Think About. Framing. The the problems, the research problems, that you're undertaking in. Terms of these three things so for, example. What. Are the. Conceptual. Distinctions. That we currently. Impose, upon the world with our environment. That's. An interesting, research question, I think. What. Systems, are we participating. In and creating, where. Are the boundaries of those systems, what. Agency, does, this, organization, have. What. Agency do our users have on these systems, and. Finally. And perhaps kind of more ambitiously. How, can we make these systems more sustainable, where is the money coming from what. Are these things doing to our social, fabric. What. Are they doing to our language, to the ecology, of the. Ecology. Of meaning really. As. We move more and more of our activities, into information environments, those. Of all those, of us involved in the design of these things have more agency, and. Responsibility. Than, ever before. Through. Our work we, can bring. Wholeness, and healing, to. Societies, that frankly are desperately, needing it. We. Can and must, choose. To do so. I think. We're gonna take a couple of questions if. Nobody, is tired of hearing me talk and not. Desperate, for a rainforest, adventure. It's. Not that good don't think that I am advocating. No. No questions I. Can't. See there's a slight. Hello. And thank you so much for for speaking I was so excited to see that that you were the speaker here cuz I love information architecture, but I have a really hard time explaining, it yes it's the worst right it's tried, talking about research to business stakeholders, and then nevermind oh we. Need to complete an information, architecture study or reassess, it I mean it's like it's just it's, vapour to them so what. Methods. Have you used to help your business stakeholders, or anyone else kind of Buy in someone who's outside of completely, outside of our profession. You. Know it's it's a bit of a tricky question for, me to answer because, because. Of the position that, I'm in a lot of folks search me out for information architecture, so they already kind of come primed for it. One. Thing that is important. For. I. Think everyone to be aware of is, that. This. Is gonna come across as being cheeky by something. Said by an information architect, is that we need to stop obsessing so, much about labels, right. The. Important thing is that the work be done and if, the label information architect. Confuses, people, then. Don't use it talk. About you, know we need to figure out what the navigation, is you all know the term MacGuffin. This. Is this, word ringabel so MacGuffin, is it's, one of my favorite words it's, a it's a word that was coined by Alfred, Hitchcock it, comes from the world of cinema and. The. MacGuffin, is an. Artifact. In a movie plot that, the whole plot revolves, around but. Which is ultimately kind of inconsequential, to the plot, it. Just precipitates. All the action that ensues right so if you think of the arc in Raiders, of the Lost Ark. That's. A MacGuffin like everyone spends the whole movie, chasing, after the arc, and then, at the end they conveniently carted, into this government warehouse right, because. You don't want something as powerful as the Ark out in the world. And. Because it doesn't really matter I mean it was just an excuse to have this interesting. Adventure. Movie right and. Oftentimes. I. Find. That. The. Conversation. Needs to be framed in terms that, the people who you're going to be engaging with understand. And care about and, that. Requires, that we look for MacGuffins. Oftentimes. The people. Say we need to redesign our navigation. To. Me that's a MacGuffin it's like no you need to rethink your information, architecture, but. I'm not gonna tell you that because you're gonna be Ryze are gonna glaze over and, then, I'm gonna have a harder time sex, sure let's work on your information architecture and then you do all this conceptual. Modeling and, thinking. Through language and all that stuff that helps. Yeah. Yeah. I really. Enjoyed your talk it's great to see someone finally thinking. About this you know kind of the implications, of a lot of this stuff I just, wonder if you had any insight into how. This happened, because sometimes, if you're really gonna change things you kind of have to figure out well, how did we get here, yes, yeah. I'm. Not going to. To. Lie, and say that I have original. Opinions on this but.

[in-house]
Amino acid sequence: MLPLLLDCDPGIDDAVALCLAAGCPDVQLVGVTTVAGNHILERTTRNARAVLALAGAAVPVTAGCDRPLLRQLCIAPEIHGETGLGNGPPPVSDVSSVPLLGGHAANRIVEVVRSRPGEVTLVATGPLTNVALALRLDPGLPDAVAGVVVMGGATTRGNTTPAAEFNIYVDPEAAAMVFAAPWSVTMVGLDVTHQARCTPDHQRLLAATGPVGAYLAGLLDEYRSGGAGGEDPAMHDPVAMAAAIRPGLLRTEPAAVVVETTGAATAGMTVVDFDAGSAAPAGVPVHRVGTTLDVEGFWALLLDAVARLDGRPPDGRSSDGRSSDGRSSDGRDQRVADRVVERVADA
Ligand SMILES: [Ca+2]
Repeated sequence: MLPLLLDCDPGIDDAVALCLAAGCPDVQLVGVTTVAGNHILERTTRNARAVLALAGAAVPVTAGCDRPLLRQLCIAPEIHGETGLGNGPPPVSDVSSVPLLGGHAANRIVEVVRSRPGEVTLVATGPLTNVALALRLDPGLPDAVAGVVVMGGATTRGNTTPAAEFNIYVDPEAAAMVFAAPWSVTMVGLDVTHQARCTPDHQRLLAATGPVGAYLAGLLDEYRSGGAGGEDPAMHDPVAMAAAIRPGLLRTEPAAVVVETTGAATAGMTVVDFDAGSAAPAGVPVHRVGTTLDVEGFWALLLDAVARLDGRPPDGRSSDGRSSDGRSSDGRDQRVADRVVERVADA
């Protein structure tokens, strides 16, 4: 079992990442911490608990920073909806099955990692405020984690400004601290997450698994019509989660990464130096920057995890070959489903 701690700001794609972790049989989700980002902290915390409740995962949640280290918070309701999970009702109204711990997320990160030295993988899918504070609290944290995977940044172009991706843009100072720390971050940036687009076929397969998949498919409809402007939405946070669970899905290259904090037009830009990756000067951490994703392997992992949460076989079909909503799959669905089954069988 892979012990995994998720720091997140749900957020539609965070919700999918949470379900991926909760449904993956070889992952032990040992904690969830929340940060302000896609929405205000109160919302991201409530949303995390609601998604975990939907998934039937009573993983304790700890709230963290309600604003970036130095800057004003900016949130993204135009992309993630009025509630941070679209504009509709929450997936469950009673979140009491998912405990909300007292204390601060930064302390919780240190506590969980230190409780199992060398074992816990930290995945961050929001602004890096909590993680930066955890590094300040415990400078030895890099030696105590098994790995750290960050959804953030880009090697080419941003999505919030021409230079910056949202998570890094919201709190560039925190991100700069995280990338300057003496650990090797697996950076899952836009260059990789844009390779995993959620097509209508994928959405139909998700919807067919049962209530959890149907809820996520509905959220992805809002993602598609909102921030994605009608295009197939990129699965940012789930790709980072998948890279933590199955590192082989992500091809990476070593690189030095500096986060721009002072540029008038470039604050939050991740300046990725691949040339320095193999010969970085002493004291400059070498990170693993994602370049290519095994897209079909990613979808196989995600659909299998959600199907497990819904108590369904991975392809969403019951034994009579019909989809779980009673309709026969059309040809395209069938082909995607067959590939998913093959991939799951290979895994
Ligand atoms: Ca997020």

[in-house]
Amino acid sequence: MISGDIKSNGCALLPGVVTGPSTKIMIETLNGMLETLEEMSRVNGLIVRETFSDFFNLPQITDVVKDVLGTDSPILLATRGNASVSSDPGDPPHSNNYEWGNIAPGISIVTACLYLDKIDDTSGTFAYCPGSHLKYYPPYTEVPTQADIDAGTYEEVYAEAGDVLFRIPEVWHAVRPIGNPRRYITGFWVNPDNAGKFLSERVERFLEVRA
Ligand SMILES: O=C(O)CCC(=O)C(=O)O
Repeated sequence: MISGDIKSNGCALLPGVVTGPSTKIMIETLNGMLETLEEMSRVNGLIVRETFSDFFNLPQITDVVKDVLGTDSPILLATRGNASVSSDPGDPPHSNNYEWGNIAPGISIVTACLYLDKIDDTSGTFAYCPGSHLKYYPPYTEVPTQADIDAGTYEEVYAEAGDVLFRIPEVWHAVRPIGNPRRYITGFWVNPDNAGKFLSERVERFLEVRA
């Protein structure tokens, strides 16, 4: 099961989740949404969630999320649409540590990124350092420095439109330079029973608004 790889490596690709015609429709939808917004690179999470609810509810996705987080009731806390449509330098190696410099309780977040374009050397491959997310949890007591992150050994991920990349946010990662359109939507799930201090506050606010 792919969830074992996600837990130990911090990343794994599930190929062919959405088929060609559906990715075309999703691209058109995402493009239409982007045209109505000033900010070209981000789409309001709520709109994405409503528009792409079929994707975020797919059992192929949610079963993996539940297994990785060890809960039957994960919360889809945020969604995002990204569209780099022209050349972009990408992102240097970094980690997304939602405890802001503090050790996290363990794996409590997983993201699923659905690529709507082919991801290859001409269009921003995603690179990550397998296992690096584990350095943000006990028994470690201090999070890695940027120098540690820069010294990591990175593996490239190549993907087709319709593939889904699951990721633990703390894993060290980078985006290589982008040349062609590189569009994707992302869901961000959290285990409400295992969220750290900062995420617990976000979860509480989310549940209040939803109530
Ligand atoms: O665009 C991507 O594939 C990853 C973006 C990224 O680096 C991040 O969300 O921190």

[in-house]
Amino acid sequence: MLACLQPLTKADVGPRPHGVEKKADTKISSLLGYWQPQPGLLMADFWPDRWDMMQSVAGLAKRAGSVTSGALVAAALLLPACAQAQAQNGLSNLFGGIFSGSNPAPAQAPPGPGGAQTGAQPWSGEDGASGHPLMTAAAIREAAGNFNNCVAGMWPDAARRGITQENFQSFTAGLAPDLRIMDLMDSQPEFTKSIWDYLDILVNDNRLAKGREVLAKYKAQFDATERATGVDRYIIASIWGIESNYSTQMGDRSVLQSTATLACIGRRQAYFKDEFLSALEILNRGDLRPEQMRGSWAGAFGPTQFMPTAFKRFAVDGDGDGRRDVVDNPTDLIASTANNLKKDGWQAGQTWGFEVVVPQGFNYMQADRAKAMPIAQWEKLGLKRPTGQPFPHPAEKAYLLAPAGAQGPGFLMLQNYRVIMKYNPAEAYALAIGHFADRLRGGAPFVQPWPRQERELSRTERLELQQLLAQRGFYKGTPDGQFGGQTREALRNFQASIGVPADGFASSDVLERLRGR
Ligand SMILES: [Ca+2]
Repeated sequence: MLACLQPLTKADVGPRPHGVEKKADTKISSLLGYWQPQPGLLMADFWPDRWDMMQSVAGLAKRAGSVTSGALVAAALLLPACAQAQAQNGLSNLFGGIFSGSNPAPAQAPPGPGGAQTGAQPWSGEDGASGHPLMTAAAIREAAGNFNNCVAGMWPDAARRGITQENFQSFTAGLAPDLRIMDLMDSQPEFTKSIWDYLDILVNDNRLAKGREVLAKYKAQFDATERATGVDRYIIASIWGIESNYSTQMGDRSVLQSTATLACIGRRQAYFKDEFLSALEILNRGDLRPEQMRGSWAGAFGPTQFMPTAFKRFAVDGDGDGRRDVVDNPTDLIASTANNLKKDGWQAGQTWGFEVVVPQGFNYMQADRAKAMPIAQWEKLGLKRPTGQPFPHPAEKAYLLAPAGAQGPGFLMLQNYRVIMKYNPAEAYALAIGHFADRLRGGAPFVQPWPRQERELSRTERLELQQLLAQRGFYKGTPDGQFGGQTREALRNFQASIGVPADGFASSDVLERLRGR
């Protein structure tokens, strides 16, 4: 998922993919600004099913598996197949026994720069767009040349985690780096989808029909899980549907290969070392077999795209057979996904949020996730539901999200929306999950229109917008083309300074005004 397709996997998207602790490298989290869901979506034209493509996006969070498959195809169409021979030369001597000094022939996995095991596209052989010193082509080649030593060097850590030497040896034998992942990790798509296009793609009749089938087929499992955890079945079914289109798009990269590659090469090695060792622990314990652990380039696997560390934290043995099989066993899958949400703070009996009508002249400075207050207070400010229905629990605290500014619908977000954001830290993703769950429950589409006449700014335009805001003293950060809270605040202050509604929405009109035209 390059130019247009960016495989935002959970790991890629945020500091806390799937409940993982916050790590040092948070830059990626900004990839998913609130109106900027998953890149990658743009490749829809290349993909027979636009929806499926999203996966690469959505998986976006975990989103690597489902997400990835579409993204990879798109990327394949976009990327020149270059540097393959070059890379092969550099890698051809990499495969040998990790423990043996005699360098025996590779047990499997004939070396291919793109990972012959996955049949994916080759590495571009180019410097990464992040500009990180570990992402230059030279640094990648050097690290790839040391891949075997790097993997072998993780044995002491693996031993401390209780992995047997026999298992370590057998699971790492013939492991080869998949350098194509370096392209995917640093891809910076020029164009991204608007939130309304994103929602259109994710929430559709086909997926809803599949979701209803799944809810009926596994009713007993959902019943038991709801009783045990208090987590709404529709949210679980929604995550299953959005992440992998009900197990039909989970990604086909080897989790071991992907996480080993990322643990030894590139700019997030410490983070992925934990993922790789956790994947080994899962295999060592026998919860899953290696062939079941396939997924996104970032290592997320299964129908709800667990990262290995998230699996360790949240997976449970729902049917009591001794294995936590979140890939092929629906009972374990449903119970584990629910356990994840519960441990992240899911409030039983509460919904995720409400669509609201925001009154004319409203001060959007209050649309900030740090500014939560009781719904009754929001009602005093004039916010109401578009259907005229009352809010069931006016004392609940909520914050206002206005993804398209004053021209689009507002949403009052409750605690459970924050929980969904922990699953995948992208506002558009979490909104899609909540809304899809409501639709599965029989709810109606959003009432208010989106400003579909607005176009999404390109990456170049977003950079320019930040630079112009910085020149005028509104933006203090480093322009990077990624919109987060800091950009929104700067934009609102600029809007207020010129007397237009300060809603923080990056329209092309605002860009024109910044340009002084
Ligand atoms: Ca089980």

The, Writer jar so, you know Jaron, Lanier he's. An early VR pioneer he has written it I, think it's three books at this point about this stuff, there, is also a great. Book by Tim Wu called. The. Attention merchants. That. That. That. Recaps. The story of art of advertising, how it came about and. What. It means for for the future so that's when I would definitely recommend looking into I. Can't. See. So. Yeah thank you for your talk, so when, I entered, this, field. I was thinking about the are coding architects a role model of yes you're doing now. There's a big, difference between. What. User experience. Of, how off his experience, today into the power, of an architect, so. His. Experience, is still fighting for its role in the development process, and. The. Building architect. Is the lead and. Erecting, a building so he's driving, this project. And making. The key decisions, so. I see a big difference, between the, power of his experience, today and, of. An architect, so my question to you is any. Ideas, how to close that gap yes. I'm. Going to actually flip back flip. Back. To mice that's. Not what I wanted. Yeah. We need to move down this stack, that's. That's the answer to that architects. Did this a long time ago right like they. They. Figured that out like you need, to architect, the problem we we, have been as, a discipline. We, have been much, too. Meek. About, recognizing. The power that we have and the impact that our work has and we, have, kind of viewed ourselves, as people. Whose, role. It is to, make. Things easier. To find easier to understand more usable, right so, and that doesn't really even that. That implies that you're not even questioning the premise of the thing you're making right whereas. Architects. You know we as designers expect that we are going to be given requirements, somehow, architects. Define, requirements. Like, when you're going to build something I can bet you and I don't know anything about how this building, that we're in was designed but, I can bet you that whoever. Commissioned. This building, did not have very, tight. Specifications as, to what this building should be like part. Of what architects, do is they help figure, out how. To frame the problem properly, and what and what the solution is going to be and they've. Been doing this for a long time you. Know there's there's a whole series of conceptual.
Conceptual. Idea, tools. That, architects use you know the party the. Programming, phase right things that we have not been doing as. Part of our work and actually. There's, a roll called product manager that has emerged to kind of meet the need that we failed, to serve right. So. We have this kind of dual role with a product manager that, kind of does, what the architects do that's. My sense anyways. That. It. One. More one. More and then rainforest, adventures. Notice. I said it in the plural that time. No. Neither, the. Rainforest Adventure sounded too good all. Right thank you so much. You.